I felt a newfound positivity. At least I had the luxury of being able to eat hot food at all, right? At least I had a family out there that would accept me, assuming I had adequate transportation. I was a fortunate person, despite my current situation. Altruism surged in my veins.

“Hey, would you and your husband like to join us for dinner, ma’am?” I asked the elderly woman, next to me, beaming.

“Oh,” she said, fingering the pearls around her neck, nervously, “No, not really.”

The aftermath

As Jerome and I walked out to our parked car, doggie bags filled with extra turkey (“You get a free second helping, for being with us today... Gobble Gobble!” Sharon said), I looked back at the Denny’s sign, and realized that I would never take any of my Thanksgiving meals, or my family, for granted again. Nor would I feel sympathy for anyone who decided to eat at one of the few restaurants open the last Thursday in November.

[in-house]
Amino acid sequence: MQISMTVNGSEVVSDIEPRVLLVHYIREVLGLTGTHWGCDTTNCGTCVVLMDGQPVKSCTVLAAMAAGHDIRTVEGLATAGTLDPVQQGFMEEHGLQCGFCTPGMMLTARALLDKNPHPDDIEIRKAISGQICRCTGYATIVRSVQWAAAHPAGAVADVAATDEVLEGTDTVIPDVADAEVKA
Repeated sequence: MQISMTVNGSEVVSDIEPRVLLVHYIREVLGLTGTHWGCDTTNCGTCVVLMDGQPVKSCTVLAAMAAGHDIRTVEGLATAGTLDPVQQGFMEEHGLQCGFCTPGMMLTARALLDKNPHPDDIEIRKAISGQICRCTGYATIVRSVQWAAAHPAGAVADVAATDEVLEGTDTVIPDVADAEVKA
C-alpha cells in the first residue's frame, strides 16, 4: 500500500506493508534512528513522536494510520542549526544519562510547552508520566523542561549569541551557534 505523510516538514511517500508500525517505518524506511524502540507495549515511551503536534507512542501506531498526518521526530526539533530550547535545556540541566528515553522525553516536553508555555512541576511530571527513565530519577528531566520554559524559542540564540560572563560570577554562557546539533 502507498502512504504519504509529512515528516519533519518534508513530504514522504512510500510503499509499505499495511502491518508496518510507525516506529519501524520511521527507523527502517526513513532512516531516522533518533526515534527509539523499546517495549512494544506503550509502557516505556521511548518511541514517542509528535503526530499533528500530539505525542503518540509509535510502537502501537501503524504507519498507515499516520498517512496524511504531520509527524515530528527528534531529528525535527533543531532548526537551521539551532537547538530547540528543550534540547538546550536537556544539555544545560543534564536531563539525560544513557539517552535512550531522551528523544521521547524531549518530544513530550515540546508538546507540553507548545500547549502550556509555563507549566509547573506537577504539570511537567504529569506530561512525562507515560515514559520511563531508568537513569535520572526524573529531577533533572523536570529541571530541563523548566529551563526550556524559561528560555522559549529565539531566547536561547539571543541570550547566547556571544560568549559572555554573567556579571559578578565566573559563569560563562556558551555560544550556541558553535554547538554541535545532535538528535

They all have their stories, just like I did.

And even though I passed it almost every day for the remainder of my college years, I never stepped foot in that Denny’s again. Partly because of sentimentality, but mainly because Jerome stole the jelly rack from our table, and they totally knew.

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Wil Fulton is a staff writer for Thrillist. He actually likes Denny's, a lot. Follow him: @wilfulton.